Heather’s new hobby has her hooked

Truro Daily News - - HEALTH AND WELLNESS - Heather Laura Clarke Heather Laura Clarke is a crafty maker who per­pet­u­ally has paint smears on her hands, saw­dust in her shoes and bits of thread stuck to her leg­gings. She lives in Truro with her hus­band, son, and daugh­ter. Fol­low her adventures at Heat

I guess you could say I’d al­ways been in­ter­ested in hook­ing (tee hee).

Rug-hook­ing, that is! It’s the art of mak­ing a rug by pulling loops of yarn or fab­ric through a stiff base, like burlap.

My aunt once hooked a truly amaz­ing life-sized book­shelf rug for my mom, com­plete with plants, knick-knacks, and book spines with the names of her fam­ily mem­bers, friends and hob­bies. It seemed in­cred­i­bly com­pli­cated, es­pe­cially when she told us she got most of her ma­te­ri­als by cutting thrifted wool coats into tiny strips. Woah.

Over the last year or so, rughook­ing pho­tos started pop­ping up in my Face­book news­feed be­cause one of my friends is a “hooker.” It looked like so much fun! Although there is a drop-in group that runs near my house ev­ery week, I felt shy about just waltz­ing in, so I asked her to let me know if she heard of any begin­ner classes.

Not long af­ter­wards, I was all signed up for a six-week class taught by a lo­cal rug-hook­ing ex­pert. We would meet once a week for two hours at her home, and all I had to bring was a large em­broi­dery hoop.

Dur­ing our first class, I was sur­prised by how much I strug­gled. I’m not used to strug­gling at creative things. I felt a lit­tle like pout­ing. De­spite hav­ing quite a lot of ex­pe­ri­ence with hand-sew­ing, it didn’t come eas­ily for me.

The lit­tle wooden and metal hook felt awk­ward in my hand. It was dif­fi­cult to hold a strip of wool un­der my em­broi­dery hoop, poke my hook down into the burlap, and tug the strip back up through the hole — leav­ing a loop that wasn’t too tall, nor too short or crooked.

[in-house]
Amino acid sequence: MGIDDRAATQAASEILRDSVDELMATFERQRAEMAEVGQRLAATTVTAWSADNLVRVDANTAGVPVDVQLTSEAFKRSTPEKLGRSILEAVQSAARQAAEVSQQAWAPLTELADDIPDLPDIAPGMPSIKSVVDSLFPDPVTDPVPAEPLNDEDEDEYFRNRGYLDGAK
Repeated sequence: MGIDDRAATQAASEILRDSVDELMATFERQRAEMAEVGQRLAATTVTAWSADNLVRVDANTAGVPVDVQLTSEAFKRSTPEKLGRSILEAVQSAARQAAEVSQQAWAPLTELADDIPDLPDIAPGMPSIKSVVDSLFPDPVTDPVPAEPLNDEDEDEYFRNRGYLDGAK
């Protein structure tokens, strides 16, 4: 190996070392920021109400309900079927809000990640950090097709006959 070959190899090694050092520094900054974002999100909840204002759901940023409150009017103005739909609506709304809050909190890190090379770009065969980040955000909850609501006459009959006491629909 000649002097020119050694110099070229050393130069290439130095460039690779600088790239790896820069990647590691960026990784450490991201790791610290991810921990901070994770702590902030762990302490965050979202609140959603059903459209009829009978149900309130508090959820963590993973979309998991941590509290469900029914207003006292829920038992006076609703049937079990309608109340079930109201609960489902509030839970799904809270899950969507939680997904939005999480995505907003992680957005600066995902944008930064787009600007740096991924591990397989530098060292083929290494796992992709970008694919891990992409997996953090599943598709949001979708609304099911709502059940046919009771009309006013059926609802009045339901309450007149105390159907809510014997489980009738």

Some­times I’d crowd my loops too close to­gether — a hook­ing sin known as “packing” — and other times they’d be too spaced out, leav­ing vis­i­ble burlap. I worked too quickly and made mis­takes. The back of my work was sup­posed to look as good as the front, but it was such a wreck that some­times I had to pull out en­tire sec­tions.

Week by week, I toiled over my lit­tle rug — tech­ni­cally it’s a trivet — and slowly I started to get the hang of hook­ing. My loops were more even. The hook felt nat­u­ral in my hand. I wasn’t “packing” as much, or leav­ing waste­ful “mil­lion­aire ends” of wool at the end of each piece.

I felt proud when it was fin­ished, and even prouder af­ter I’d trimmed and basted the around the out­side, whipped it with black wool, and stitched on a circle of black wool back­ing. It was a real lit­tle rug, even though it was im­per­fect and crooked and wonky in quite a few ar­eas. I even stitched a la­bel on the back that says “Heather’s 1st Hook­ing” and the date.

Once I learned the ba­sics of hook­ing, the pos­si­bil­i­ties ex­ploded in­side my brain — and my Pin­ter­est boards.

You can draw any­thing you want on a piece of burlap and hook it into a comfy cosy re­al­ity. You can use wool strips (pur­chased from a rug-hook­ing shop, or cut from thrifted wool clothes, blan­kets, etc.) or use reg­u­lar ol’ yarn. You can even use strips of fab­ric, lace or rib­bon. You can colour your own wool with tiny cap­fuls of acid dye, and de­sign the most beau­ti­ful colour vari­a­tions — like a mix­ture of dif­fer­ent blues for hook­ing a re­al­is­tic sky.

I’ve al­ready com­pleted a small se­cond hooked project — a Christ­mas tree or­na­ment — and I have a chair pad well un­der­way. I’m dream­ing up dozens of rug de­signs (for when I’m a bit bet­ter at it) and def­i­nitely want to try wall-hanging at some point.

My hus­band is a lit­tle nervous that my wool col­lec­tion might start to ri­val my out-of-con­trol fab­ric col­lec­tion, but he should be thinking about how our rug-shop­ping bud­get will be zero since I’ll be mak­ing them in­stead of buy­ing them.

Although it’s hard for me to imag­ine, per­son­ally, I know a lot of peo­ple who strug­gle to find a hobby they love. If that’s you, I en­cour­age you to try some­thing creative — even if it scares you. If there’s some­thing that’s al­ways in­ter­ested you, sign up for a work­shop or a class in your area. Ask some­one who’s al­ready doing it how you can learn more.

It might give you a re­newed en­ergy and a won­der­ful source of hap­pi­ness.

HEATHER LAURA CLARKE PHO­TOS

Heather com­pleted a six-week rug-hook­ing class. Here’s her first piece, a weeks into her les­sons.

When Heather fin­ished hook­ing her rug, she hooked a sin­gle row of black around the erime­ter.

Heather’s fin­ished rug may be tiny, but it’s in­spired her to keep go­ing with her new hobby.

A prop­erly-hooked rug looks just as good on the back. Heather is still work­ing on that skill!

Then she trimmed the burlap, rolled it tightly and basted it all the way around the edge.

The clouds in Heather’s first rug were hooked with raw sheep fleece to make them fluffy.

The fi­nal step was whip­ping black yarn around the raw edges to hide them.

Heather em­broi­dered a la­bel for the back of her first hooked rug.

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